Star Wars: The Clone Wars: Season 3, Episode 13

Monster (14 Jan. 2011)

TV Episode  |  TV-PG  |   |  Animation, Action, Adventure
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Ratings: 9.3/10 from 519 users  
Reviews: 2 user | 3 critic

Count Dooku accepts Mother Talzin's offer to present him with a warrior from the same tribe as Darth Maul. However, Talzin and Asajj Ventress pick and train the warrior and use Nightsister magic to bend him to their will.



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Episode cast overview:
Clone Troopers / Feral / Knox (voice)
Narrator (voice)


Count Dooku accepts Mother Talzin's offer to present him with a warrior from the same tribe as Darth Maul. However, Talzin and Asajj Ventress pick and train the warrior and use Nightsister magic to bend him to their will.

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hatred | See All (1) »



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14 January 2011 (USA)  »

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Did You Know?


The drink that the Nightsisters gives Count Dooku is Blackroot. A nod to George Luca's 1988 film "Willow", in the film Blackroot is a plant that Madmartigan feeds Elora Dannan. See more »


Asajj Ventress: Bring in the prisoner! Now for the final test.
[the Nightsisters haul in Feral, dropping him in front of the transformed Savage Opress]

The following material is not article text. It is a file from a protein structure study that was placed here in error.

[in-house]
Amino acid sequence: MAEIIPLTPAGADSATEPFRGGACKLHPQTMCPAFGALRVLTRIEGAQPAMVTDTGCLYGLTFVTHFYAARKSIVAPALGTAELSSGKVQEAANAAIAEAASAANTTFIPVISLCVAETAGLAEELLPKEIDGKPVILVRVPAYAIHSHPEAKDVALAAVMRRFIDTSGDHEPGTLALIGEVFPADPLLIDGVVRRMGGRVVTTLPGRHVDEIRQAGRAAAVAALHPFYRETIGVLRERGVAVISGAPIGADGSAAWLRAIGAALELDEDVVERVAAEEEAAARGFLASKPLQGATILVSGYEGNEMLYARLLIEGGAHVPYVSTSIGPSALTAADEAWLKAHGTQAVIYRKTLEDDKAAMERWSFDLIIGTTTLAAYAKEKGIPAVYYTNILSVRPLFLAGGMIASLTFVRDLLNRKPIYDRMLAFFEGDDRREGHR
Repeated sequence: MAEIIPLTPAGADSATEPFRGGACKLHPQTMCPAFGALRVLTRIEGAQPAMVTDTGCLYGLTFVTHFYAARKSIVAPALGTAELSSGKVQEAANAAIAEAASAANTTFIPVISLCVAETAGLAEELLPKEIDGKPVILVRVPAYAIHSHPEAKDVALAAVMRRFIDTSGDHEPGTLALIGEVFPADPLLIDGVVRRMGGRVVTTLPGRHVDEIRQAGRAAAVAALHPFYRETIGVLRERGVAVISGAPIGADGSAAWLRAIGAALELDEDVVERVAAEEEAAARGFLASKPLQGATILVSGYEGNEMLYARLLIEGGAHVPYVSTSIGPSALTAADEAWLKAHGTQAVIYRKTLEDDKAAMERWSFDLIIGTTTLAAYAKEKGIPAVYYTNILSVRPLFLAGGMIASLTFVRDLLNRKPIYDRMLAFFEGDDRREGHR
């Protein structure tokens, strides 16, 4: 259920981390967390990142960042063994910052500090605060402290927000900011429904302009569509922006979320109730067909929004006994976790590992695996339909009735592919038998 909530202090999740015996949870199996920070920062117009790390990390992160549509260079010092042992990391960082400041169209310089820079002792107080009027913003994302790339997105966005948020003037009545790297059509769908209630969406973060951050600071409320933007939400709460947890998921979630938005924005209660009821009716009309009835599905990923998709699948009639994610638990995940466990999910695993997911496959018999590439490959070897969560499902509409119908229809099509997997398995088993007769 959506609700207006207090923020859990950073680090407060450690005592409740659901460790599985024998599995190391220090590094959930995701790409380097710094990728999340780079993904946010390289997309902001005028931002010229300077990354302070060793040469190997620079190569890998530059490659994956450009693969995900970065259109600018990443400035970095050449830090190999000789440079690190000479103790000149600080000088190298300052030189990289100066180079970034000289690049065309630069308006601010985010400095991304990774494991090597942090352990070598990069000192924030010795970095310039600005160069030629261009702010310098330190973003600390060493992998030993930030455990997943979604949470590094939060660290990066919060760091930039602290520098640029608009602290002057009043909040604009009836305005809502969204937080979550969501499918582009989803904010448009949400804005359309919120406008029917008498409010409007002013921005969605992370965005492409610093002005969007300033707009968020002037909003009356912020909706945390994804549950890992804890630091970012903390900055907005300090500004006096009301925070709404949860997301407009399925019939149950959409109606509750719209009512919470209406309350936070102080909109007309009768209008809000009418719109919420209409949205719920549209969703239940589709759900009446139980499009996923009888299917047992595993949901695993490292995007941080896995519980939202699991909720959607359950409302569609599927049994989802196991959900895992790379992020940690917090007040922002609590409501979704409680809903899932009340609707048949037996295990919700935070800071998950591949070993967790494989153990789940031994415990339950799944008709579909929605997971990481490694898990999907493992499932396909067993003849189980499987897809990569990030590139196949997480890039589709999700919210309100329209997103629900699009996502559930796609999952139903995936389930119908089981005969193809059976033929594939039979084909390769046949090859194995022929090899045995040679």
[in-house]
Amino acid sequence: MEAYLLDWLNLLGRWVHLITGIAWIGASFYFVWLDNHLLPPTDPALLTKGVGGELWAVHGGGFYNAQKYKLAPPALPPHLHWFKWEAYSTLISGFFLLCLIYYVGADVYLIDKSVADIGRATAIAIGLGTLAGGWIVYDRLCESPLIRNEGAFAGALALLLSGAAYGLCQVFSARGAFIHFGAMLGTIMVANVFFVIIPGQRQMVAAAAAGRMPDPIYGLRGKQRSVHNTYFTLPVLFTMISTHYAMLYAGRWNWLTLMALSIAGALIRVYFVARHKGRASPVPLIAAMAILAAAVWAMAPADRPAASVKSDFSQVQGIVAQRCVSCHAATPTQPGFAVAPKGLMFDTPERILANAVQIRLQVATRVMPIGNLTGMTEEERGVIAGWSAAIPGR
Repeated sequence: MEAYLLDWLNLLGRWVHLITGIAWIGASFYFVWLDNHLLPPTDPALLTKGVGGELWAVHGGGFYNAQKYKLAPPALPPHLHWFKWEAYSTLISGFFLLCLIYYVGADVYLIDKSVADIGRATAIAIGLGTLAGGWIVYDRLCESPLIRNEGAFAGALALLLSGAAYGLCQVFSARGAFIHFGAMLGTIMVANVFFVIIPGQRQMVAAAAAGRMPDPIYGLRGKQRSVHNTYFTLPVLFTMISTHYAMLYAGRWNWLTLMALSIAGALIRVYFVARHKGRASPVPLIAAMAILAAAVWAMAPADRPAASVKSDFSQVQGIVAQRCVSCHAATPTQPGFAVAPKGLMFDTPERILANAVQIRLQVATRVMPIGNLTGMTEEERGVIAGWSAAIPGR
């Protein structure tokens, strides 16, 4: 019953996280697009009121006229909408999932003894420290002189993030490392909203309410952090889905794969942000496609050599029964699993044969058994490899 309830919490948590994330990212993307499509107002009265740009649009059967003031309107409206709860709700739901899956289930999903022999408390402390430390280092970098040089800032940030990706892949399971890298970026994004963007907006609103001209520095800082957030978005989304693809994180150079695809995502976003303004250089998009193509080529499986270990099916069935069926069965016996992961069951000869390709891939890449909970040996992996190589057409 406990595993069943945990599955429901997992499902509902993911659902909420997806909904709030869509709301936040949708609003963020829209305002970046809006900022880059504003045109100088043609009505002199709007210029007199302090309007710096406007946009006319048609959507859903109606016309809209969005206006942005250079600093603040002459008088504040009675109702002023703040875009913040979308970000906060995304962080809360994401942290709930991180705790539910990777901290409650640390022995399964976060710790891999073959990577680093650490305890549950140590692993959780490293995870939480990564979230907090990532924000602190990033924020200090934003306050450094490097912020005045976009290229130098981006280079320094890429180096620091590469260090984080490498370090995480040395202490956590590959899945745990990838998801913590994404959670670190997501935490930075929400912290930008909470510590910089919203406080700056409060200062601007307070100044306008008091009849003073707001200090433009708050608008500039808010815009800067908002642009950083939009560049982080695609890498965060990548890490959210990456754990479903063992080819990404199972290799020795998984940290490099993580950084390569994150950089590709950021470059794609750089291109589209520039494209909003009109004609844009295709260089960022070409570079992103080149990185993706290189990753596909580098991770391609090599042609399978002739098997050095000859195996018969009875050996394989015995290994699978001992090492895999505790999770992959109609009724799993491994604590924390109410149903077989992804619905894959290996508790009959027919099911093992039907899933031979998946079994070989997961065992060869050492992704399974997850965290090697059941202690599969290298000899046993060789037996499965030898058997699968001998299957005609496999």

Feral: Savage?
Asajj Ventress: Kill him.
Feral: Savage, you know me. I am your kin! Do not do this!
Asajj Ventress: [slaps Savage across the face] I said, kill him!
[Savage grabs Feral around the neck, lifting him up into the air]
Feral: No! Brother! Brother, please!
Savage Opress: You... beg? Weakling!
Feral: Savage!
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References Willow (1988) See more »

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User Reviews

"Monster" is an emotional climax; Likely the best episode encompassing a moral overdose
23 January 2012 | by (Planet Namek) – See all my reviews

This episode was thus far the best written in terms of plot, characters, purpose, and overall inception. Absolutely none of the characters were cardboard or stiff in terms of their development and everyone expressed some form of actual emotion.

Overall: Anyone who is a fan of the antagonists would love this episode... Such as myself. I greatly preferred the atmosphere of the environment and the setting of the plot. Of course, Star Wars is a very vivid creation with a repertoire of lucid creatures and planets. I believe this episode is a prime example of these features being put into effect to the maximum capacity. I greatly admire the writing capability delivered here; I can't say the same about all the episodes of this series. As a stand-alone scenario, "Monster," along with "Witches of the Mist," and "Nightsisters," are primarily the central story arc that I enjoyed most of all.